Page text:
Yes, it is perfectly normal to feel anger when someone you care about is diagnosed with cancer, and it is very tempting to try to find a "reason" (i.e., they didn't take care of themselves, they smoked, they drank, etc., etc.). Cancer, however, doesn't follow any rules. One can follow a perfect diet, not smoke, not drink, have all of your basic tests when due (mammograms, pap smears, etc., etc.), and still get cancer. I know this because it happened to me. Despite the fact that I don't smoke or drink, follow a very healthy diet, and have all my tests religiously, including pap smears, mammograms, colonoscopies, endoscopies, chest x-rays, etc., I got a rare type of cancer which is never diagnosed until it's already third stage. And the whole time I was on chemo, the only thing I wanted to eat was ice cream!

The addictions to alcohol and cigarettes don't somehow magically disappear just because a person is diagnosed with cancer. In fact, the depression that can be caused by the diagnosis can actually make it less likely that an addicted person will get help for the addicitions. Then, too, the loss of appetite probably came from depression as well, not to mention the side effects of cancer treatment.

Rainy, it sounds as if your stepmom's cancer is pretty advanced. I understand your worry about your father, too. I think Texas' advice about setting boundaries is excellent. My suggestion for both of you would be to find a support group for yourself, because it's important for you to have someone to talk to about your feelings. Many hospices have support groups for families and caregivers as well as for patients, and you don't necessarily have to be using the hospice services to go to the support groups. Also, you can check with your local hospitals. And, depending on where you live, there may be a chapter of "The Wellness Community" nearby (they're usually near major cities)...they run lots of programs for families/friends of cancer patients.



[This message has been edited by SamQKitty (edited 11-01-2002).]

 
Old 11-05-2002, 07:19 AM   #5
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The ideal sick person is rare. The long term effects of taking care of an ill person be it cancer or something else can be wearing on those taking care of the person. Despite the wear and tear on the nerves of those caring for the person, care is still given. One thing that a lot of people do not understand is that the illness, especially terminal illness is not an excuse for the innapropriate behaviour. When I say behaviours, I mean negative behaviours that go past the, "side effects" of the medications and at times tend to be extremely negative."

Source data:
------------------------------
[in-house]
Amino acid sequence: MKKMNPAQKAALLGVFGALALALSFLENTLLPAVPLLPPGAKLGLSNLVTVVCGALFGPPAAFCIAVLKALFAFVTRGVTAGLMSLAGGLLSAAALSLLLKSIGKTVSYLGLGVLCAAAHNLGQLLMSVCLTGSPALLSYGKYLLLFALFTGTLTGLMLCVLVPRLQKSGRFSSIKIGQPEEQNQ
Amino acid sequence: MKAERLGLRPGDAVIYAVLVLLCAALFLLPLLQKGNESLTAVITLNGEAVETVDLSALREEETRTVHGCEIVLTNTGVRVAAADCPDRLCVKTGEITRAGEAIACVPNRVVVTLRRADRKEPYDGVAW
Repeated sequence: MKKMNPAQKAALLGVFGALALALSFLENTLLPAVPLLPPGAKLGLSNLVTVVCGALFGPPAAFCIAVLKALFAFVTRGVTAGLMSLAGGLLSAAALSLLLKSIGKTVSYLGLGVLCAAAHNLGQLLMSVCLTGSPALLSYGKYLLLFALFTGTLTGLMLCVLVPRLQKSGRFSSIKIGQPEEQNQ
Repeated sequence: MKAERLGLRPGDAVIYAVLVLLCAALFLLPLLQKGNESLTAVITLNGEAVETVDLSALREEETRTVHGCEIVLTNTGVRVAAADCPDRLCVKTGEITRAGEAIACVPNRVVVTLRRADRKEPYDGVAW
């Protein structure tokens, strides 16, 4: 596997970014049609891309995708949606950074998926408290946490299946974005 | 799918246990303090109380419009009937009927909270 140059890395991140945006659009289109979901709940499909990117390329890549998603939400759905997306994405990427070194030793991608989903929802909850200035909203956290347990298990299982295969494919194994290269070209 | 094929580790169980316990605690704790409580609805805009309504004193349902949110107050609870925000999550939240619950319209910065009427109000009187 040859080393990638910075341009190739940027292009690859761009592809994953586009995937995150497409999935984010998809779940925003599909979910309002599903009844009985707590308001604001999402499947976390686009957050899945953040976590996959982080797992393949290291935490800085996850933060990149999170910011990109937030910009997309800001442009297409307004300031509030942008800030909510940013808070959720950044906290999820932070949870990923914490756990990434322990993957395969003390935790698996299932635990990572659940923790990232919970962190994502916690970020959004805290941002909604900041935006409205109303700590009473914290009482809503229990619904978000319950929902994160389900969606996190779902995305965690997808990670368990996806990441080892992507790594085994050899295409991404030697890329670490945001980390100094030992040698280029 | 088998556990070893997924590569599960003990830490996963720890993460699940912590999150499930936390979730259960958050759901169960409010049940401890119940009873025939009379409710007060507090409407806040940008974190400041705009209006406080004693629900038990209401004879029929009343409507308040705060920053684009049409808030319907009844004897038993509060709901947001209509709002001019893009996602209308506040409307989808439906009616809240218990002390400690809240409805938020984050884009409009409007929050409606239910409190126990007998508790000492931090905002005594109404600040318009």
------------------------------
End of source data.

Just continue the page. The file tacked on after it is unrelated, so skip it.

The person I am taking care of drives all those that are taking care of her crazy, that includes the medical staff. She is literally a nervous wreck. She will sit and bug the nurses that are administering her chemo and irritate her doctor. The nurses have begun frowning when they see her enter the doctors office.

She is on chemo but her pallate is affected mildly. We will cook dinners she has requested. When presented with the meals she will sit and cry because she can't eat it. Normally this would not bug me, because we do expect her to have a lack of appetite due to the chemo; but she normally eats a candy bar or two before coming to dinner and then expect us to pity her for lack of appetite. She has shown that chemo affects her pallate mildly and wil eat other things besides candy bars. This is just one example of her behaviour. The most extreme thing she has done is to not call 911 when she fell, outside in the rain. She waited 2 hours for us to get home from grocery shopping. The fire station is less than 2 blocks away. The kicker to that incident is that she was holding the phone in her hand. She carries it in case she falls. We know for a fact that she has not degenerated that much mentally, that she did not know to call 911. Excuse that behaviour.

There are other behaviours that she exhibits that are worrisome and grate on our nerves. Most of the time we really do cut her some slack and attribute her behaviour to the illness and the depression that the illness generates. We are not heartless people. We make sure she has the best we can offer and to take our negative feelings elsewhere, like support groups and therapists.

I have a dear friend whose father has MS. He is 16 years old and angry as can be at the world because of his father. His father uses MS as an excuse not to pay child support and not to see the kids. He treats his kids abdominably and expects the world to forgive him because of MS. When my friend talks to his friends about how angry he gets at his dad, he gets censured because they think he is being too harsh with his dying father. MS does not make the financial crisis easy to deal with. It does not take the hurt and disapointment away when the father does not come through for his children. It does not excuse his lack of financial support of his children. MS has given this man the ability to live very well off and not have to worry about money. He finances are doing great. I knew this man before his MS diagnosis and after. The only thing that changed was that the world excused his negative behaviour after the diagnosis. The general comment to excuse his behaviour is "oh, the poor thing is dying, how can you be so harsh?" We are all dying. That does not excuse the criminals or those that do society wrong.

Most of the behaviours listed sound petty and I agree with that, but combine those behaviours with others and you get a snowball effect. The patient is not the only one that is going through this. We are there day by day helping and going through it together. If we are lucky we have a good support system to help us along. We have days that are wonderful and they are not always this bleak sounding. We love the our ill person and WILL see this to it's completetion be it death or recovery. We are taking care of her in the best way possible, we possibly can. She knows that she can count on us to help her deal with this, in the most loving manner that we can. Though that still does not make this the most "peachy," "touchy feely," situation.